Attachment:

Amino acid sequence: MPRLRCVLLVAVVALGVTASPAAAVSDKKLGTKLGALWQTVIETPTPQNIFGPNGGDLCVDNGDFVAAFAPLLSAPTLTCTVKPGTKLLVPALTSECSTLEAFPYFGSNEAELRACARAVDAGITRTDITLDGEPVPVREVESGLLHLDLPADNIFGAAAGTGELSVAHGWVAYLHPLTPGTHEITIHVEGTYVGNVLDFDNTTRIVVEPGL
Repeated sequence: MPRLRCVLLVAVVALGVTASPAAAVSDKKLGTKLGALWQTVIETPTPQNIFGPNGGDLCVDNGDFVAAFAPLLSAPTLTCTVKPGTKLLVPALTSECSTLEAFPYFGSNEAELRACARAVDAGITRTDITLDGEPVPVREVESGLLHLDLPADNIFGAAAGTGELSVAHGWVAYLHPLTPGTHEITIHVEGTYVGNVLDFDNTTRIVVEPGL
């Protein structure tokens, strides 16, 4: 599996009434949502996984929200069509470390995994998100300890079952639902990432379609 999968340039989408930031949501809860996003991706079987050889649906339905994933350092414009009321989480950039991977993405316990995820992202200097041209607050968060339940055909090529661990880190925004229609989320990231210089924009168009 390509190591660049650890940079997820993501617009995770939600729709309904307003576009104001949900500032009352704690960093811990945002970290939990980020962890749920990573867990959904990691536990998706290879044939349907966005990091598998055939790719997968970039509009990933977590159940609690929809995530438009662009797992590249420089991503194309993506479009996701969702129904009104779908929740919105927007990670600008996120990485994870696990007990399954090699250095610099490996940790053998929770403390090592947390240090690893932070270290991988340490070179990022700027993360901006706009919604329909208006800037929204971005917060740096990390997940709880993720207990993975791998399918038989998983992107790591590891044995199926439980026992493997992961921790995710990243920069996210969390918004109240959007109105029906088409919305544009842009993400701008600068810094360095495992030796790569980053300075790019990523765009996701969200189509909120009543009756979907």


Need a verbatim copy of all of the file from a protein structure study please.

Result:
Amino acid sequence: MPRLRCVLLVAVVALGVTASPAAAVSDKKLGTKLGALWQTVIETPTPQNIFGPNGGDLCVDNGDFVAAFAPLLSAPTLTCTVKPGTKLLVPALTSECSTLEAFPYFGSNEAELRACARAVDAGITRTDITLDGEPVPVREVESGLLHLDLPADNIFGAAAGTGELSVAHGWVAYLHPLTPGTHEITIHVEGTYVGNVLDFDNTTRIVVEPGL
Repeated sequence: MPRLRCVLLVAVVALGVTASPAAAVSDKKLGTKLGALWQTVIETPTPQNIFGPNGGDLCVDNGDFVAAFAPLLSAPTLTCTVKPGTKLLVPALTSECSTLEAFPYFGSNEAELRACARAVDAGITRTDITLDGEPVPVREVESGLLHLDLPADNIFGAAAGTGELSVAHGWVAYLHPLTPGTHEITIHVEGTYVGNVLDFDNTTRIVVEPGL
């Protein structure tokens, strides 16, 4: 599996009434949502996984929200069509470390995994998100300890079952639902990432379609 999968340039989408930031949501809860996003991706079987050889649906339905994933350092414009009321989480950039991977993405316990995820992202200097041209607050968060339940055909090529661990880190925004229609989320990231210089924009168009 390509190591660049650890940079997820993501617009995770939600729709309904307003576009104001949900500032009352704690960093811990945002970290939990980020962890749920990573867990959904990691536990998706290879044939349907966005990091598998055939790719997968970039509009990933977590159940609690929809995530438009662009797992590249420089991503194309993506479009996701969702129904009104779908929740919105927007990670600008996120990485994870696990007990399954090699250095610099490996940790053998929770403390090592947390240090690893932070270290991988340490070179990022700027993360901006706009919604329909208006800037929204971005917060740096990390997940709880993720207990993975791998399918038989998983992107790591590891044995199926439980026992493997992961921790995710990243920069996210969390918004109240959007109105029906088409919305544009842009993400701008600068810094360095495992030796790569980053300075790019990523765009996701969200189509909120009543009756979907």